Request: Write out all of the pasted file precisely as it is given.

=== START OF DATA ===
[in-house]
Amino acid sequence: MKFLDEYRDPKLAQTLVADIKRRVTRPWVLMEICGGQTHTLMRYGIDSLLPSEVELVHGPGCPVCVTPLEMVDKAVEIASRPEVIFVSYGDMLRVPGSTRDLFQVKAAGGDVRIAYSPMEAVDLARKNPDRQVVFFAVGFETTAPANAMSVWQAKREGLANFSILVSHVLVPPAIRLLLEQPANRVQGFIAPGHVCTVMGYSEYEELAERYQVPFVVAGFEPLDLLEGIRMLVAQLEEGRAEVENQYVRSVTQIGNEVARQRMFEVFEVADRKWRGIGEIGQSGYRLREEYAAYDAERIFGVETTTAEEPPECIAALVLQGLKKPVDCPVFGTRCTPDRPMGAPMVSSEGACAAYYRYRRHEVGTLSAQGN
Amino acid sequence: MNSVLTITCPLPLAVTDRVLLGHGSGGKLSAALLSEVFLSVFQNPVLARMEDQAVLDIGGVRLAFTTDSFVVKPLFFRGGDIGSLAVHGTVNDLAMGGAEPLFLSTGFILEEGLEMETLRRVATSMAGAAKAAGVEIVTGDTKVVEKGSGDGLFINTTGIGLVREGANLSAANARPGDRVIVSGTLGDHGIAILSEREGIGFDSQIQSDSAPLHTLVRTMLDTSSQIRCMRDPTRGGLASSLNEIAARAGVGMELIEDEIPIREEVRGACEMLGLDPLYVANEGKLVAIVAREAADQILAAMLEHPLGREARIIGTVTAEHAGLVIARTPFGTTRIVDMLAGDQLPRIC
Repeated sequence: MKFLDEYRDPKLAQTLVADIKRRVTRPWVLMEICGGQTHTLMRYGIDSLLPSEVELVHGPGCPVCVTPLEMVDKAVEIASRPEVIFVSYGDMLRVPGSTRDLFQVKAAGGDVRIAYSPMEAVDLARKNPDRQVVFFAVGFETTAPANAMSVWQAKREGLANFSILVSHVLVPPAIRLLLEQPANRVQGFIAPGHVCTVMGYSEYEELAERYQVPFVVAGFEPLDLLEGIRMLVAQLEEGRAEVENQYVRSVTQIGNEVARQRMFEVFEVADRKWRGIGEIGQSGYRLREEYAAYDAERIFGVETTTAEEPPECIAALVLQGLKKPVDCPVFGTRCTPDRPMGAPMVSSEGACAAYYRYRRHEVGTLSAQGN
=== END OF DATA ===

[in-house]
Amino acid sequence: MKFLDEYRDPKLAQTLVADIKRRVTRPWVLMEICGGQTHTLMRYGIDSLLPSEVELVHGPGCPVCVTPLEMVDKAVEIASRPEVIFVSYGDMLRVPGSTRDLFQVKAAGGDVRIAYSPMEAVDLARKNPDRQVVFFAVGFETTAPANAMSVWQAKREGLANFSILVSHVLVPPAIRLLLEQPANRVQGFIAPGHVCTVMGYSEYEELAERYQVPFVVAGFEPLDLLEGIRMLVAQLEEGRAEVENQYVRSVTQIGNEVARQRMFEVFEVADRKWRGIGEIGQSGYRLREEYAAYDAERIFGVETTTAEEPPECIAALVLQGLKKPVDCPVFGTRCTPDRPMGAPMVSSEGACAAYYRYRRHEVGTLSAQGN
Amino acid sequence: MNSVLTITCPLPLAVTDRVLLGHGSGGKLSAALLSEVFLSVFQNPVLARMEDQAVLDIGGVRLAFTTDSFVVKPLFFRGGDIGSLAVHGTVNDLAMGGAEPLFLSTGFILEEGLEMETLRRVATSMAGAAKAAGVEIVTGDTKVVEKGSGDGLFINTTGIGLVREGANLSAANARPGDRVIVSGTLGDHGIAILSEREGIGFDSQIQSDSAPLHTLVRTMLDTSSQIRCMRDPTRGGLASSLNEIAARAGVGMELIEDEIPIREEVRGACEMLGLDPLYVANEGKLVAIVAREAADQILAAMLEHPLGREARIIGTVTAEHAGLVIARTPFGTTRIVDMLAGDQLPRIC
Repeated sequence: MKFLDEYRDPKLAQTLVADIKRRVTRPWVLMEICGGQTHTLMRYGIDSLLPSEVELVHGPGCPVCVTPLEMVDKAVEIASRPEVIFVSYGDMLRVPGSTRDLFQVKAAGGDVRIAYSPMEAVDLARKNPDRQVVFFAVGFETTAPANAMSVWQAKREGLANFSILVSHVLVPPAIRLLLEQPANRVQGFIAPGHVCTVMGYSEYEELAERYQVPFVVAGFEPLDLLEGIRMLVAQLEEGRAEVENQYVRSVTQIGNEVARQRMFEVFEVADRKWRGIGEIGQSGYRLREEYAAYDAERIFGVETTTAEEPPECIAALVLQGLKKPVDCPVFGTRCTPDRPMGAPMVSSEGACAAYYRYRRHEVGTLSAQGN